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In the ABAP language, there are types that are predefined in every ABAP program. The table below shows the predefined ABAP types.

Type Length Standard length Description


One byte

One byte integer (internal)


1 to 65,535 characters

One character

Text field


As i

As i

Database cursor


Eight characters

Date field (format YYYYMMDD)


Eight bytes

Decimal floating point number with 16 decimal places


sixteen bytes

Decimal floating point number with 34 decimal places


Eight bytes

Binary floating point number with 16 decimal places


Four bytes

Four byte integer


1 to 65,535 characters

One character

Numeric text


1 to 16 bytes

Eight bytes

Packed number (implementation depends on hardware platform)



Text string


Two bytes

Two byte integer (internal)


Six characters

Time field (format HHMMSS)


1 to 65,535 bytes

One byte

Byte field



Byte string

  • All predefined types in this table are elementary.
  • The predefined ABAP types can also be used to define your own data types and data objects. The data types b and s are an exception. They are internal types and cannot be specified either statically or dynamically in ABAP statements. Self-defined data types and data objects in ABAP programs are of the data type b and s if they are defined with reference to data elements to the ABAP Dictionary which are of the external data types INT1 or INT2.
  • The program-globally predefined data type cursor is currently synonymous with the predefined ABAP type i. This is required for the declaration of a cursor variable for database cursor handling.
  • The entries in the standard length column specify the length that is used for the corresponding generic data type when declaring data objects, if no explicit length is specified in the relevant statement.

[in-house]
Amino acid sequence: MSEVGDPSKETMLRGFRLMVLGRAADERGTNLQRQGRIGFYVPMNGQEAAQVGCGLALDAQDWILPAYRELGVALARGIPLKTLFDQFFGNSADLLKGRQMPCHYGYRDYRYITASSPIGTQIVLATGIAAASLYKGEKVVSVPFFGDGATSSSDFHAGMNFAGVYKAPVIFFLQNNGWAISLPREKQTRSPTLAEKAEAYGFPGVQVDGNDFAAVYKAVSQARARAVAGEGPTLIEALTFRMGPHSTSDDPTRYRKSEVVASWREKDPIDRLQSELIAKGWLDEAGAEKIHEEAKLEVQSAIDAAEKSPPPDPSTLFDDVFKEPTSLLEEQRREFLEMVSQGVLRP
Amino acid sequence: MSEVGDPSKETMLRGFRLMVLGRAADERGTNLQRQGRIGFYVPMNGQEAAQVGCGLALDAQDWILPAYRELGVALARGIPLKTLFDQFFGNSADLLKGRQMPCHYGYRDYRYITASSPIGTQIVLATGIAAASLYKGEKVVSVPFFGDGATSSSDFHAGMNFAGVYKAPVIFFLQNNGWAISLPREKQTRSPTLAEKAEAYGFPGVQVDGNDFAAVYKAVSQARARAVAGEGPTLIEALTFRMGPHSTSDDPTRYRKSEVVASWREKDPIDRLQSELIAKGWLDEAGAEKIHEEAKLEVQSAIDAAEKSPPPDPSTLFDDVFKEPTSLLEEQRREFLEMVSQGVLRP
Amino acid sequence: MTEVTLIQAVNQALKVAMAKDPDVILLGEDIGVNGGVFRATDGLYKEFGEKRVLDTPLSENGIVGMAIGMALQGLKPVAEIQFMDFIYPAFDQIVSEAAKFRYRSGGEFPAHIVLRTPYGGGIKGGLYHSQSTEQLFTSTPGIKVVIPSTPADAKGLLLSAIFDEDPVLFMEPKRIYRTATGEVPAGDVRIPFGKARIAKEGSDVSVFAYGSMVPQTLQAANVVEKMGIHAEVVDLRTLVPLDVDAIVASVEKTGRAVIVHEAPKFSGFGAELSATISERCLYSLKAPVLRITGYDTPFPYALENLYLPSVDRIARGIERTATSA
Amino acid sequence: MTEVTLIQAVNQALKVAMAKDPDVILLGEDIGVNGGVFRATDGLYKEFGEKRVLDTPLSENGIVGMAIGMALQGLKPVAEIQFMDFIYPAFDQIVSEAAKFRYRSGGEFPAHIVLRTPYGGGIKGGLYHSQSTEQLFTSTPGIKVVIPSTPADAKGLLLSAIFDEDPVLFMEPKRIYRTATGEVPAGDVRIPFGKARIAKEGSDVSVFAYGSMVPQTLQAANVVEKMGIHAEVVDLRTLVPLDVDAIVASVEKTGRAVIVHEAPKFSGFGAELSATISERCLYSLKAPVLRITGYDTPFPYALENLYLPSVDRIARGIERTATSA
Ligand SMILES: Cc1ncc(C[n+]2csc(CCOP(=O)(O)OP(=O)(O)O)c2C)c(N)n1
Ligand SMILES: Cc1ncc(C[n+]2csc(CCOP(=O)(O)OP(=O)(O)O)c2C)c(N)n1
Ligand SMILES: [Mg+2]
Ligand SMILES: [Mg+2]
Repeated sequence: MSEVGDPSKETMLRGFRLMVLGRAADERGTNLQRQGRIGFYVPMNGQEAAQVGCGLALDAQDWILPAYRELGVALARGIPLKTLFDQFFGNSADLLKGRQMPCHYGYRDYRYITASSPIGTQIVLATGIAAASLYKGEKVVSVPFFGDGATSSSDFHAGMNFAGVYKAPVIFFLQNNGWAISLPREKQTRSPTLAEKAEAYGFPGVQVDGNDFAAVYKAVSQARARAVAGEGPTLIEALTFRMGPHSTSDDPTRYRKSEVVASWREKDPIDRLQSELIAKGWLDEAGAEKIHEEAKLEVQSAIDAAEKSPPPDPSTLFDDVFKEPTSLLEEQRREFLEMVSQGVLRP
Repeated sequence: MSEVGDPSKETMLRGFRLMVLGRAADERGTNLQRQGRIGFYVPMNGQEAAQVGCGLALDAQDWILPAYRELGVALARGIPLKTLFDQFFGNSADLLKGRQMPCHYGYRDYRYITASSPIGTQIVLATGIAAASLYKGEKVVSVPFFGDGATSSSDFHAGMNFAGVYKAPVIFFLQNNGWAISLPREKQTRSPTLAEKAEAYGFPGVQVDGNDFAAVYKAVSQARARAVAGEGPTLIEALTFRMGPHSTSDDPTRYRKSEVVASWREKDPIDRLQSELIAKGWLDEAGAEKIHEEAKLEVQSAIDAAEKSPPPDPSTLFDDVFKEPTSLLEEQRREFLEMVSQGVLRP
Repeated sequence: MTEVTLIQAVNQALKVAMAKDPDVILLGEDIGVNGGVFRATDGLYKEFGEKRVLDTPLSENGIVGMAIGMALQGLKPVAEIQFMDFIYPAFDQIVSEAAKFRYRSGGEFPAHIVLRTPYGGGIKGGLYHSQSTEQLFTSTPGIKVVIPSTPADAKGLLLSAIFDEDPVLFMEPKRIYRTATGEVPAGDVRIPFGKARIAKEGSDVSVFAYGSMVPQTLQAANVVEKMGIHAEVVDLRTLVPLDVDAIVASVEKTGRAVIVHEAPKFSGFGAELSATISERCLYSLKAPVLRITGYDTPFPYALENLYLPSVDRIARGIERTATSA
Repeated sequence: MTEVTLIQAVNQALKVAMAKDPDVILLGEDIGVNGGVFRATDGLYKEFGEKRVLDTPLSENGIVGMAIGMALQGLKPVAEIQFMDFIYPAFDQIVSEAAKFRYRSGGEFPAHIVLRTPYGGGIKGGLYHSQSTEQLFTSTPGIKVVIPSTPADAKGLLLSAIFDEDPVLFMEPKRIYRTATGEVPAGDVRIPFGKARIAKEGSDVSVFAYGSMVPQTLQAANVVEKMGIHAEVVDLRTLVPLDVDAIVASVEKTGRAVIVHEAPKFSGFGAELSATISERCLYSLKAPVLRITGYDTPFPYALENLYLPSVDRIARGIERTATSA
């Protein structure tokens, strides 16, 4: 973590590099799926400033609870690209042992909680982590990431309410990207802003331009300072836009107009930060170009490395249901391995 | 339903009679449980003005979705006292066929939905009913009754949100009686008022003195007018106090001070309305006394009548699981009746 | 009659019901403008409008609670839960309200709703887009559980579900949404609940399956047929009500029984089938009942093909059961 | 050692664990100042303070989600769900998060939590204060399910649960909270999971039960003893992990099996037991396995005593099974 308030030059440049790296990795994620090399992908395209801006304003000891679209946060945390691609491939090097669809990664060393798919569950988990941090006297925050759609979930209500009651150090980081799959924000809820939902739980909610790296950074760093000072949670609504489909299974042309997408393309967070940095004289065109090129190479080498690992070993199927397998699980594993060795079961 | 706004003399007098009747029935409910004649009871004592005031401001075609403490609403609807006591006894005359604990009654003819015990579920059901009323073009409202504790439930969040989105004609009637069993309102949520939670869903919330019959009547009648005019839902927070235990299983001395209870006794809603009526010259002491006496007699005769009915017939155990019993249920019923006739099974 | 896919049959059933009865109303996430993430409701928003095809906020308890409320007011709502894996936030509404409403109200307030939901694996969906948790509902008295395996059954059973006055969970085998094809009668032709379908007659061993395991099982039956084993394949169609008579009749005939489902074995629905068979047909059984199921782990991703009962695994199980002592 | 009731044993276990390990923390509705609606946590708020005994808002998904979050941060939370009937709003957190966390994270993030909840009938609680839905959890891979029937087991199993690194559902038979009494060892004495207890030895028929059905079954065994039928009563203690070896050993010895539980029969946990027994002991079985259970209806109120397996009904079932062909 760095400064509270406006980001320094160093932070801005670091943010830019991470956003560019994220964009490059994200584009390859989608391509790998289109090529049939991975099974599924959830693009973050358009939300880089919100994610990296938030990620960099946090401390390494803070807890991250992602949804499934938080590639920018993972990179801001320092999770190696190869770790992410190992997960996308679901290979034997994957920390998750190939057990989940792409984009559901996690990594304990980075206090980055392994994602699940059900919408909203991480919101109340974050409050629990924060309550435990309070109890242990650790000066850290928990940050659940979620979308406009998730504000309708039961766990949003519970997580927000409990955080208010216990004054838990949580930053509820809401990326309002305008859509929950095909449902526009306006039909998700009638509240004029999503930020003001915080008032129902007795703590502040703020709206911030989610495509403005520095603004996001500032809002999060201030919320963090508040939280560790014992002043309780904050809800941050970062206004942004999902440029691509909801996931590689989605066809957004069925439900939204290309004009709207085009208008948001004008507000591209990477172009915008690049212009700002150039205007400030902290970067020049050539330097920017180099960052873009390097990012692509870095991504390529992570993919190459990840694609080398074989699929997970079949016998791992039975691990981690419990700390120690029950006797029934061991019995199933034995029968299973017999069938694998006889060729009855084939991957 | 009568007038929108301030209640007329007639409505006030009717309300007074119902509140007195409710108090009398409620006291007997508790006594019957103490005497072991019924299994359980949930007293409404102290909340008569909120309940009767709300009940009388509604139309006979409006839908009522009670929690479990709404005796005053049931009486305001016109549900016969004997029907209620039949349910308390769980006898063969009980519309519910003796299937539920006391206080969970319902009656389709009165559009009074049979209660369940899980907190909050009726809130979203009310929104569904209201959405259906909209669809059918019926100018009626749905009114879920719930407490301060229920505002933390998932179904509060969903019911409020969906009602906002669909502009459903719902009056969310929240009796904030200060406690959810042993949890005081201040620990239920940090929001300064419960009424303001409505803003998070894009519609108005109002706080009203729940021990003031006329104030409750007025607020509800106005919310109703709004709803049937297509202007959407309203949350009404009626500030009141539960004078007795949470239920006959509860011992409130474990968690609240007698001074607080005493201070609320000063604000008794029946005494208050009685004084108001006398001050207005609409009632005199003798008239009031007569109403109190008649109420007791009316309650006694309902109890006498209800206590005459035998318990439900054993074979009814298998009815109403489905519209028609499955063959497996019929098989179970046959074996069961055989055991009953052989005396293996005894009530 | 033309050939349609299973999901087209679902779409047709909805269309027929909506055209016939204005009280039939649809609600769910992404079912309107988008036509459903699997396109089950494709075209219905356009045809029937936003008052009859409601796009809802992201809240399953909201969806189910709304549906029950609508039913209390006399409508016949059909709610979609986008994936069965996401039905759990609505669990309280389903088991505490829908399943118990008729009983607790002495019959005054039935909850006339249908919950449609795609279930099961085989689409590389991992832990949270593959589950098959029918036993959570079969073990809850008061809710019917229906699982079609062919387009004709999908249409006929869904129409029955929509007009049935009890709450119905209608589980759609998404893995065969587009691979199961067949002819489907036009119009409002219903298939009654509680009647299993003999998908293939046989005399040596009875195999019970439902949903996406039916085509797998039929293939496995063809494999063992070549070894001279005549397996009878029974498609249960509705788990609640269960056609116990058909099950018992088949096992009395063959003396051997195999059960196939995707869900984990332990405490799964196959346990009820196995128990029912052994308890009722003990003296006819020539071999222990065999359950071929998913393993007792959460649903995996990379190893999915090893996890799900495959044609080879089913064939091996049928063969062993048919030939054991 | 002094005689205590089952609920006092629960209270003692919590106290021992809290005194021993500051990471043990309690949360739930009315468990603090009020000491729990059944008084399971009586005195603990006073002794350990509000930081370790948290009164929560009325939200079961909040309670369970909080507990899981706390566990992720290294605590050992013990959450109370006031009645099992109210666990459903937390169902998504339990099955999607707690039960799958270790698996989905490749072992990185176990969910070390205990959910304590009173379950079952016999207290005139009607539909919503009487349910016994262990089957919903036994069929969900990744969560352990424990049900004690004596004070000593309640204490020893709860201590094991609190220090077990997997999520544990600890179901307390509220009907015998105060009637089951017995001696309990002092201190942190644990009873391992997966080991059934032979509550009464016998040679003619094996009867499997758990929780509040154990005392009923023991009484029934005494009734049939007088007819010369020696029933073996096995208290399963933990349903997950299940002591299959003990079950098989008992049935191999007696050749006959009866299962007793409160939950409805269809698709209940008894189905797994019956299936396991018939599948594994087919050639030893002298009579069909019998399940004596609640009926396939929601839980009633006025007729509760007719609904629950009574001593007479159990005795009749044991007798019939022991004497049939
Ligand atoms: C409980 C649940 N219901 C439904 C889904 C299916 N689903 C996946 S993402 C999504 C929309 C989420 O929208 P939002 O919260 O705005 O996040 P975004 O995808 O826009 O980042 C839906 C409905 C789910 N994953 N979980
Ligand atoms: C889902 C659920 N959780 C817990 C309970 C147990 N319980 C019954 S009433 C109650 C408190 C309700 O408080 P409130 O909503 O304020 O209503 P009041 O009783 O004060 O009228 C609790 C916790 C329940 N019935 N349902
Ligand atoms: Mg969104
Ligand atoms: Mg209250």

The predefined ABAP types decfloat34 and decfloat16.

The information below describes the attributes of these data types.

The value range is 1-1E+370 to -1E-398, 0, +1E-398 to +1E+370-1 for decfloat16 and 1-1E+6112 to -1E-6176, 0, +1E-6176 to 1E+6112-1 for decfloat34. The maximum precision is 16 decimal places or 34 decimal places, respectively.

Decimal floating point numbers with fractional portions or exponents cannot be declared directly in the program; instead, you have to use text literals whose content can be interpreted as a number. That is, a number in a mathematical, scientific, or commercial notation.

We recommend decimal floating point numbers if precision and a large range of values are of importance. They do not have the disadvantages of binary floating point numbers. These binary floating point numbers cannot represent each decimal number in their value range exactly. Decimal floating point numbers have a much larger value range and a higher level of precision than packed numbers. When you have to save space (main memory and database), use the decfloat16 type instead of decfloat34.

By using the EXACT addition of the COMPUTE statement, it is possible to force an exact calculation for decimal floating point numbers under certain circumstances. No rounding is permitted in exact calculations and it leads to an exception.

Internally, decimal floating point numbers are represented by a 16-digit or 34 digit decimal mantissa and a decimal exponent. The exponent is between -383 and +384 or -6143 and + 6144, respectively.